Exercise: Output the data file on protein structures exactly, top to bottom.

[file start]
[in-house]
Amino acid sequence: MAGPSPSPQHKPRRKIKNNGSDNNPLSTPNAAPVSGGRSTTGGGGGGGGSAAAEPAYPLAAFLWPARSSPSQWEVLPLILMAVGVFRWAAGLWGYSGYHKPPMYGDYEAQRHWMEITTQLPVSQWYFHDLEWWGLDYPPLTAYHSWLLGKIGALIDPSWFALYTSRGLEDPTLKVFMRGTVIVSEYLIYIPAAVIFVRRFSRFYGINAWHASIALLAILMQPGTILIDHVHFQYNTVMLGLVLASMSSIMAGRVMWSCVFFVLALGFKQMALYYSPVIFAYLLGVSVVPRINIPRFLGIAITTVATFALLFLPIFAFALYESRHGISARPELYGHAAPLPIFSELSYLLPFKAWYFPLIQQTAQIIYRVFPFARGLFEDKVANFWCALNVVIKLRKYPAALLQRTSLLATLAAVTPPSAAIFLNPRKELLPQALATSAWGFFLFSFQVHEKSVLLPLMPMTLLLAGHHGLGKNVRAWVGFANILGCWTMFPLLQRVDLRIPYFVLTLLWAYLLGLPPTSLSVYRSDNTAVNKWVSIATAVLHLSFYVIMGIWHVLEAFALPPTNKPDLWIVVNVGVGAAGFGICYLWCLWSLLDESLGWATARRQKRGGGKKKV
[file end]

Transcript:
[in-house]
Amino acid sequence: MAGPSPSPQHKPRRKIKNNGSDNNPLSTPNAAPVSGGRSTTGGGGGGGGSAAAEPAYPLAAFLWPARSSPSQWEVLPLILMAVGVFRWAAGLWGYSGYHKPPMYGDYEAQRHWMEITTQLPVSQWYFHDLEWWGLDYPPLTAYHSWLLGKIGALIDPSWFALYTSRGLEDPTLKVFMRGTVIVSEYLIYIPAAVIFVRRFSRFYGINAWHASIALLAILMQPGTILIDHVHFQYNTVMLGLVLASMSSIMAGRVMWSCVFFVLALGFKQMALYYSPVIFAYLLGVSVVPRINIPRFLGIAITTVATFALLFLPIFAFALYESRHGISARPELYGHAAPLPIFSELSYLLPFKAWYFPLIQQTAQIIYRVFPFARGLFEDKVANFWCALNVVIKLRKYPAALLQRTSLLATLAAVTPPSAAIFLNPRKELLPQALATSAWGFFLFSFQVHEKSVLLPLMPMTLLLAGHHGLGKNVRAWVGFANILGCWTMFPLLQRVDLRIPYFVLTLLWAYLLGLPPTSLSVYRSDNTAVNKWVSIATAVLHLSFYVIMGIWHVLEAFALPPTNKPDLWIVVNVGVGAAGFGICYLWCLWSLLDESLGWATARRQKRGGGKKKV